The Power of the Dog – No New Tricks Here

Rating (2 out of 5)

Summary: Everyone has a type of movie that does or does not suit them. “The Power of the Dog” is a movie that definitely wasn’t produced for yours truly. Right off the bat, the pace bored me. Secondly, the story didn’t intrigue me. Gosh, what is left, nothing? Nothing I tell you.

“The Power of the Dog” is supposed to have a quiet intensity, as there is tension between the brothers Phil (Benedict Cumberbatch) and George (Jesse Plemons), George’s new wife Rose (Kirsten Dunst), and her son Peter (Kodi Smit-McPhee). The intensity resembles brooding, and really no one is of interest to me.

You might think I don’t understand the story or how the conflict plays out. Trust me, I do; it was simply uninteresting to me. Then to have some mysterious pond that only Phil knows about and somehow Peter finds too was laughable.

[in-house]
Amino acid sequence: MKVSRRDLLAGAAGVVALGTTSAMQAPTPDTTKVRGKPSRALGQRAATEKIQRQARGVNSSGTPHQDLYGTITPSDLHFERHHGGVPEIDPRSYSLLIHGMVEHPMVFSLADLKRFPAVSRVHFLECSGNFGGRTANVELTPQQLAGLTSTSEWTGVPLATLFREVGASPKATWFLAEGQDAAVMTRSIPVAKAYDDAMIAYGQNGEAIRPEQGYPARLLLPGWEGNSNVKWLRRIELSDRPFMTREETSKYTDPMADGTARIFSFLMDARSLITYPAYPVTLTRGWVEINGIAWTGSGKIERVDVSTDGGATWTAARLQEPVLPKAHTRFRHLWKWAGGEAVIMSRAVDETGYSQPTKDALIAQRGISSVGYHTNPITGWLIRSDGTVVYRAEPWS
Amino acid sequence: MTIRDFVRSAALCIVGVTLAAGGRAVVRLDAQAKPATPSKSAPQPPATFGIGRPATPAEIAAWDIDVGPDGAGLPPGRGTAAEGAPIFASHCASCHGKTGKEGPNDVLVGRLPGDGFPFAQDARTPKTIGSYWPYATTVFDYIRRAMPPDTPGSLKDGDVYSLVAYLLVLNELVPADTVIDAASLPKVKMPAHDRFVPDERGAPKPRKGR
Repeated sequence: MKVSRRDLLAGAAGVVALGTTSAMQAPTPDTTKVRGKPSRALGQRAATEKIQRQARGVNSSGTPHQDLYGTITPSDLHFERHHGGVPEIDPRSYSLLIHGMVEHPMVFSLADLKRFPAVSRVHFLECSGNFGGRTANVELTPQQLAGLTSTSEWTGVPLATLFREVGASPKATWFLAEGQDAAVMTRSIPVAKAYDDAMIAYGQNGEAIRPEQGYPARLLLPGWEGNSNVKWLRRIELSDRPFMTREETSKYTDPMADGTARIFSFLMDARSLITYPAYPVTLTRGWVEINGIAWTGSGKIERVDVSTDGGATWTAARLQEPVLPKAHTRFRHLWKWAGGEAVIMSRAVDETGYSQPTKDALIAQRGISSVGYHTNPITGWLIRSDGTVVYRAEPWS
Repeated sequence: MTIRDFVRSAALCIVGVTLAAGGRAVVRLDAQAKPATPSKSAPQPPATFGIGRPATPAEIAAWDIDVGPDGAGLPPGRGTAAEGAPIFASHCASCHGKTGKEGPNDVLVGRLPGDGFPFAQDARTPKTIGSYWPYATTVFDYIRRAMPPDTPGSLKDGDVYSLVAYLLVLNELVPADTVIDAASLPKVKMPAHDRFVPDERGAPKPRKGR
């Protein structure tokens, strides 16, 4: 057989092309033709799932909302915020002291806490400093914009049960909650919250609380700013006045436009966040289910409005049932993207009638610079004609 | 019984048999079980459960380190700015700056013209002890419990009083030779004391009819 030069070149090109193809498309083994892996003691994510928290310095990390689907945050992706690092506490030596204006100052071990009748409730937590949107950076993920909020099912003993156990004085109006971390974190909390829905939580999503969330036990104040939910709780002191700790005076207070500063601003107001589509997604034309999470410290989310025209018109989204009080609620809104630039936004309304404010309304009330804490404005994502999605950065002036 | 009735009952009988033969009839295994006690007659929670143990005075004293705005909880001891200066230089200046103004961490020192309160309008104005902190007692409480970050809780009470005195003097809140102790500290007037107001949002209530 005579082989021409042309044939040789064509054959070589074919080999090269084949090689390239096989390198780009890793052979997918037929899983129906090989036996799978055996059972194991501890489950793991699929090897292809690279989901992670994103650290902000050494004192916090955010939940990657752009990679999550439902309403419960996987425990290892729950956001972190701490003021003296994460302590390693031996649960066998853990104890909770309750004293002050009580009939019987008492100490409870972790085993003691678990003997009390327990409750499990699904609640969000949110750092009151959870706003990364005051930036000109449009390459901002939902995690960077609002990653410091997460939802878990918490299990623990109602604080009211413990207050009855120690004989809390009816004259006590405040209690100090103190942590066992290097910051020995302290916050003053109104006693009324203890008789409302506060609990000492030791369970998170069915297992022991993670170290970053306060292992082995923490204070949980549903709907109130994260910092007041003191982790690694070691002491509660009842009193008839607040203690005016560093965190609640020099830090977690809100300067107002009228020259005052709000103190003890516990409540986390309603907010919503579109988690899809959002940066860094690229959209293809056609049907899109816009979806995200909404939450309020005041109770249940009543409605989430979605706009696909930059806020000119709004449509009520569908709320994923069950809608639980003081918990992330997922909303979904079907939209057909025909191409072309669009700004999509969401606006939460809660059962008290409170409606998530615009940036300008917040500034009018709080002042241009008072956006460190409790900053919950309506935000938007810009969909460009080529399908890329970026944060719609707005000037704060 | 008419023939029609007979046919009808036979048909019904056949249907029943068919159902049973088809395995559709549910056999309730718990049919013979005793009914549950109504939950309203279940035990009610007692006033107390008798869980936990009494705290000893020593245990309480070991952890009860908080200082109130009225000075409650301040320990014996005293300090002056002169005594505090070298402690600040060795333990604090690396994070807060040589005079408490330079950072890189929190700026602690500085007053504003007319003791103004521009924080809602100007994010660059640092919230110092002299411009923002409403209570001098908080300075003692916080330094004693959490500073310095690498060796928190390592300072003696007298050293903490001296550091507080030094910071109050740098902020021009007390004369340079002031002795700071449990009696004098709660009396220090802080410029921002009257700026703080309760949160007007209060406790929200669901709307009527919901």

I reflected on truly great movies this morning, questioning myself, do I have COVID brain, and I hate everything now. Folks, I don’t think I am wrong. Let’s compare this movie against all of the academy award nominees from 2014:
-12 Years an enslaved person
-American Hustle
-Captain Phillips
-Dallas Buyers Club
-The Wolf of Wall Street

Even the worst movie on that list has pace. Putting this movie on the same level as “12 Years a Slave” actually made me laugh out loud. The raw intensity of the scenes and the power of the performance still lingers in my head today. Even the smallest of roles, like Paul Dano, still bounces back into my thoughts from time to time. “The Power of the Dog” maybe I will remember the castration of the bulls and nothing else.

This movie wasn’t made for me, and it lacks the one thing I find essential in my art and films, something that entertains me.

Plot: George marries Rose, and they live on the ranch in Montana with George’s judgemental brother Phil. Rose’s son returns to the ranch and passes his free time learning from Phil.